Friday, October 17, 2008

White Man’s Town…Black Man’s Law

It's hard to imagine a time when you could drive past a movie theater and see the words "BOSS NIGGER" on the marquee—and referring to a PG-rated film, no less. Fred Williamson, who wrote, produced and starred in the film, admits the title was intended to be exploitative and draw attention to his likable but low-budget western. Since he had already starred in THE LEGEND OF NIGGER CHARLEY and THE SOUL OF NIGGER CHARLEY, which were blaxploitation hits for Paramount, it clearly didn't take the former football star known as The Hammer long to figure out how marketing could affect his box office grosses as much as, if not more than, the film's actual quality.

1975's BOSS NIGGER, which opens with an incredibly funky theme song performed by a singer credited only as Terrible Tom, could almost be another NIGGER CHARLEY sequel, as it again stars Fred as a big, handsome western hero, ready to bust up and shoot it out with anyone black, white or purple who gets in his way, and sidekick D'Urville Martin as his comic sidekick (this was the sixth film the two men made together; they went on to do three more). This time, the Hammer is Boss, a bounty hunter who rides into a very white small town and installs himself as sheriff, which upsets the racist townspeople, many of whom had never seen a black man before. Boss and Amos (Martin, later the director and co-star of the trash classic DOLEMITE) have really come to claim the huge reward on Jed Clayton (William Smith), whose vicious gang has the entire town, including the corrupt mayor (R.G. Armstrong), cowering in fear.

Almost as surprising as the film's title is its choice of director. Jack Arnold made his name at Universal-International during the 1950s, where he directed many science fiction films that became classics, such as CREATURE FROM THE BLACK LAGOON, IT CAME FROM OUTER SPACE and TARANTULA. Once non-genre fans look past the campy titles, they usually discover that Arnold's films were generally quite good, and their success ensured him a long career behind the camera.

However, by the time BOSS NIGGER rolled around, Arnold had been almost exclusively a television director, helming episodes of IT TAKES A THIEF, GILLIGAN'S ISLAND, PETER GUNN, THE BRADY BUNCH and LOVE, AMERICAN STYLE. He had previously collaborated on the unfortunately little-seen private-eye actioner BLACK EYE with Williamson, which is how Arnold came to also direct BOSS NIGGER.

What is obvious about the film is its short budget and shooting schedule. Almost every shot is a master or medium shot, which unfortunately hurts the supporting characters that are rarely given close-ups to help establish their characters. Noted character actor Bruce Gordon (THE UNTOUCHABLES), who plays a shopkeeper, is one who suffers this fate, as is Ben Zeller, who has a pivotal role as a blacksmith, but would be hard to identify without his blond beard.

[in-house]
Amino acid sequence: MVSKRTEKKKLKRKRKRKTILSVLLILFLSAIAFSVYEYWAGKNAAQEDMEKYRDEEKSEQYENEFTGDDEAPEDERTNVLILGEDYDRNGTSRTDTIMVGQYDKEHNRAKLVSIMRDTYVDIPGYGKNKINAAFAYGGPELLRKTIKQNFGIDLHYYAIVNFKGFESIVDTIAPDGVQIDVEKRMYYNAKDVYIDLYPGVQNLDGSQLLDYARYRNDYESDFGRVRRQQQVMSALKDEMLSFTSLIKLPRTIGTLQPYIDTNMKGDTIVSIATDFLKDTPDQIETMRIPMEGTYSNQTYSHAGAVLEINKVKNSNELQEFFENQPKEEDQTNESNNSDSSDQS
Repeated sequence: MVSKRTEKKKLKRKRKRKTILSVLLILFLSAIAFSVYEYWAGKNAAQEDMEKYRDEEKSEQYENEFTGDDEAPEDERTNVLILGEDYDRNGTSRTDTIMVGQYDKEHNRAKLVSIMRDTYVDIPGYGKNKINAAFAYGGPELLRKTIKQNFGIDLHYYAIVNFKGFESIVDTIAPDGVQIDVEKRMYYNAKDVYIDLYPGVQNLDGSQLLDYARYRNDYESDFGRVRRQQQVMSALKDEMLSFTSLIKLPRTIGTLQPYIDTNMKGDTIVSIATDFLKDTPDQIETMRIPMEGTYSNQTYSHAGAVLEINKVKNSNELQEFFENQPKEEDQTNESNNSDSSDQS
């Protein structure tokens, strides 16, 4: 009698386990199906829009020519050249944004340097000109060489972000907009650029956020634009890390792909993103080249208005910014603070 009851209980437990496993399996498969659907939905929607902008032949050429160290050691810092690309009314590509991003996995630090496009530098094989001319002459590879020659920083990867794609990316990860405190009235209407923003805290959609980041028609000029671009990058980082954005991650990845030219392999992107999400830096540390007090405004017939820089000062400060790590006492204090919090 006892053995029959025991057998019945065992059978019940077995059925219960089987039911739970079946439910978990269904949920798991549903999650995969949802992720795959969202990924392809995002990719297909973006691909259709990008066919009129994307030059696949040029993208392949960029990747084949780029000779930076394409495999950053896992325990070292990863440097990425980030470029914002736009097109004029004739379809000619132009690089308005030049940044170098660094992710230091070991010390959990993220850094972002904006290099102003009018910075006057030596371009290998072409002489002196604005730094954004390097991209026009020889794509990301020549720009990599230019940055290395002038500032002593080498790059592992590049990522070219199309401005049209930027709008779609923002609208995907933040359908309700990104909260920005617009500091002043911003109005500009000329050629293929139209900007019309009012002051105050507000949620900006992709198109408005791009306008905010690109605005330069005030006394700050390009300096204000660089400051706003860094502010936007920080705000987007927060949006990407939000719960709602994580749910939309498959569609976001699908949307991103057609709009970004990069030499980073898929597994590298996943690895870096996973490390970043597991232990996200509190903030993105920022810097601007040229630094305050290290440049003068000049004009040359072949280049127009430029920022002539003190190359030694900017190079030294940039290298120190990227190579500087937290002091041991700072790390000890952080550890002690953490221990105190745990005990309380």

Arnold does a good job keeping the film afloat, and its real weakness is Williamson's screenplay, which is full of holes and surprising shifts in tone that the movie doesn't earn. The performances are very good—Williamson's sense of humor about himself was always a great contrast with his good friend and blaxploitation rival, Jim Brown—with the chemistry between the Hammer and Martin filling in a lot of blanks about their characters and what they mean to one another. Smith, who had been Williamson's foe in HAMMER and had just made BLACK SAMSON for Warner Brothers, is just about the only actor who could believably go toe-to-toe physically with big Fred and make it look real.

Kit Parker Films has given BOSS NIGGER a welcome DVD release, the only mild caveat being that it has been retitled—on the box art and the menus only—BOSS, which is probably the title it was actually filmed as anyway. I don't believe BOSS NIGGER got a VHS release in the U.S., and a previous and possibly unauthorized DVD was severely cropped and censored, notably the word "nigger" being snipped out of the dialogue and the title song. The Kit Parker DVD has been approved by Williamson, who has added a brief statement to the film that stipulates, yes, the "N-word," as he puts it, is thrown around a lot, but you'll notice that everyone who calls me one regrets it later.

Kit Parker's print is complete and uncut in its original 2.35:1 aspect ratio and with the original Dimension Films logo at the beginning. Considering the movie's rarity and inexpensive production, the print looks quite fine with appropriate audio. Williamson sits down for a lengthy interview, much of which is devoted to his football career, which I haven't seen him discuss much. Associate producer Myrl Schreibman (PARTS—THE CLONUS HORROR) talks about the movie in a separate interview, and also heads a short tribute to Jack Arnold, who was Schreibman's mentor (the two met while Arnold was producing Robert Wagner's IT TAKES A THIEF television series). The original BOSS NIGGER trailer is also included.

BOSS NIGGER isn't top-tier Fred Williamson, but it's better than most of the programmers the filmmaking pioneer directed himself. It's lively and witty with a good cast. Besides the frequent racial epithets, it lacks profanity, sex and bloodshed, which feels like an appropriate decision. While it obviously has something to say about race, it's ultimately an old-fashioned western about good guys and bad guys. And it has that great music, which was also released on a soundtrack album. I wonder how many of those are floating around out there.

1 comment:

buy generic viagra said...

this movie is hilarious racist! why the producers didn't release a sequel of this crap XD ?